Wednesday, November 6, 2013

Daily Thanksgiving

Another post with ZIP to do with running.  But hopefully it will be an enlightening one.  I've been seeing this trend on Facebook everyday during the month of November.  Many of my Facebook friends have taken to making a daily public announcement of one thing they are thankful for that day.  It makes me smile every time I stumble across one because let me tell you, some of these people have some pretty shitty circumstances.  It also makes me smile because this has been a mission I have been on for several weeks.

It started when my cousin, Elizabeth, sent me a book called "One Thousand Gifts."  If you have heard of it, isn't it incredible?  If not, well worth the investment on Amazon.  At any rate, I read the book and it was life-changing.  At least I hope it was life-changing.  I hope it doesn't become one of my well intentioned new "things" I am going to do that quickly fades when the newness wears off.  I am good at that too.

The premise behind the book is this:  live in a state of gratitude;  a constant state of thankfulness.  Now this seems nearly impossible to me as I am often praying with my kids on the way to school through clenched fists and gritted teeth.  Seriously, we say the Our Father and Hail Mary every single morning. A lot of parents do night time prayers with their kids.  I needed another option considering I am usually fast asleep before my kids.  So we do morning prayers.  After I read this book, I incorporated the rule that everyone must say one thing they are thankful for.  No matter how grumpy, irritated or ungrateful they feel, they have to find gratitude SOMEWHERE.  It is funny to listen to the things they list.  The kids in the car include two neighbor girls and the ages in the car range from 7-12 (The 12 year old is my Emma.  Yeah, try this with a moody, annoyed, eye rolling pre-teen.  Now you understand the clenched fist/gritted teeth thing).  These things can range from very insightful things... "my family", to things that are just plain weird... "my shoelaces".  I never, EVER make fun or try to get the kids to change it.  Some days are seriously just that bad and you really can only find shoe laces to be thankful for.  Whatever they say, it's all good.  Just be thankful, kids.  I often times want to say, "Hey, how about you be thankful that I did not kill you this morning when I told you a thousand times to GET IN THE DAMN CAR?"  But I reign in the urge and try to honor the mood I am trying to create.

The most powerful words in that book were stated when the author reminded the reader that even Jesus lived in a state of thankfulness and did so during his darkest moments.  You will recall the words, "On the night he was betrayed, he took bread, broke it and gave thanks..."  Do you get that?  On the night before he was to be horrifically beaten, humiliated and murdered (all which He knew was His fate), he was thankful.  Eucharist.  It means thanksgiving.  I re-read that over and over and tried to absorb those words.  Yes, I could and would find something to be thankful every single day and so would my children.  To my children, these are just words, an annoying thing mom is making us do.  But hopefully the thought of giving thanks takes root and as they mature, infiltrates their hearts and minds like I am trying to make it do at the age of 41.  It is not easy.  I struggle often.  Somedays gratitude comes easy, other days it is harder than hell to find anything to be thankful about.  Particularly the days I am in a bad mood or absorbed in self pity.  But I make myself do this.  I MUST do this.  I am immensely blessed as is every single human being in one way or another.  If for no other reason than God loves us, which is huge.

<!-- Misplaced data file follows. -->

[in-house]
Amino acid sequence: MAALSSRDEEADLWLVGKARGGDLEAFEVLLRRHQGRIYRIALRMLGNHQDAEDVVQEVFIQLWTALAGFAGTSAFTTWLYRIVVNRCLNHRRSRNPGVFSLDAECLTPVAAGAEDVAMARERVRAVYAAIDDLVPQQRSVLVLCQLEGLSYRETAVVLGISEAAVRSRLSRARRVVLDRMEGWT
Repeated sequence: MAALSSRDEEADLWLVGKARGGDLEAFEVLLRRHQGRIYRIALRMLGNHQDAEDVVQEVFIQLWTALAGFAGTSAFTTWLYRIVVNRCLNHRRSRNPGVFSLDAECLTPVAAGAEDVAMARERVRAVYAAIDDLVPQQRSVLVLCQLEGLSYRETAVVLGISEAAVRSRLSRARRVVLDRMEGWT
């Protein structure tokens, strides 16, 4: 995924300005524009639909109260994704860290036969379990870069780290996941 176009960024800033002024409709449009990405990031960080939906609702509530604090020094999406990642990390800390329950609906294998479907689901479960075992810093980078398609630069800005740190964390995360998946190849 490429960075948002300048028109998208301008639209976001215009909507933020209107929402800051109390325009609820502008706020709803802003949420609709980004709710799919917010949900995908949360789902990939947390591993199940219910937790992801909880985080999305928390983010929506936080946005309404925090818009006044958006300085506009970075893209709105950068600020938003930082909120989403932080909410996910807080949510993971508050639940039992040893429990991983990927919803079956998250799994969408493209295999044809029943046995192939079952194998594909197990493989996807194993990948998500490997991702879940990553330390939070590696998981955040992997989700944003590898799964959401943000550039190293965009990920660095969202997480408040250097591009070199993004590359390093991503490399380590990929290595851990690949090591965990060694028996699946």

Well the lingering feeling that I was leaving out Will, my fourteen year old, would not go away.  Some mornings I drive Will and three other boys, ages 14/15 to school.  The drives takes approximately 25 minutes and often times the boys have their heads in their phones, earbuds in and just look tired and miserable.   This morning I finally decided I was going to do this with these boys.  I couldn't possibly be offending any of these boys who attend a Catholic high school.  I did not imagine it would be well received and I imagined Will would slink down in utter embarrassment that his mom was making his friends pray out loud.  I didn't care though.  It is my car, therefore, they will follow my rules.  I did decide to run it by Will, however.  I asked him if he would be ok if we did the whole "prayer thing" on the way to school.  His answer SHOCKED me.  He said, "It's fine.  I don't care."  Now he did not act super excited, but he did not act a bit embarrassed either.  Will is deeply rooted in faith and doesn't mind that people know it.  This isn't to say he doesn't act like a complete ass sometimes (don't we all?), but I never give him credit for that.  I need to.  I am so thankful for it.

All the boys load in the car and I tell them the plan.  I expected laughter or snickering to erupt, but I got nothing.  So I proceeded with the sign of the cross and began the Lord's Prayer with each of those boys saying it right along with me.  Eucharist.  These four boys could not be more different in personality.  I was amazed and also ashamed at what I expected of them.  They each said one thing they were thankful for, among which were, health, a warm sweatshirt, modern warfare (yep, that's Danny for ya!) and the fact that one made his first round of basketball cuts yesterday.  I listened to each of them... sincere, reverent, participating.  How could I have been so wrong about how they would react?  They may go home and tell their parents I made them do the STUPIDEST thing today, but I don't care.  They were respectful of my request and that is what mattered.

I had found my thing to be thankful for today.

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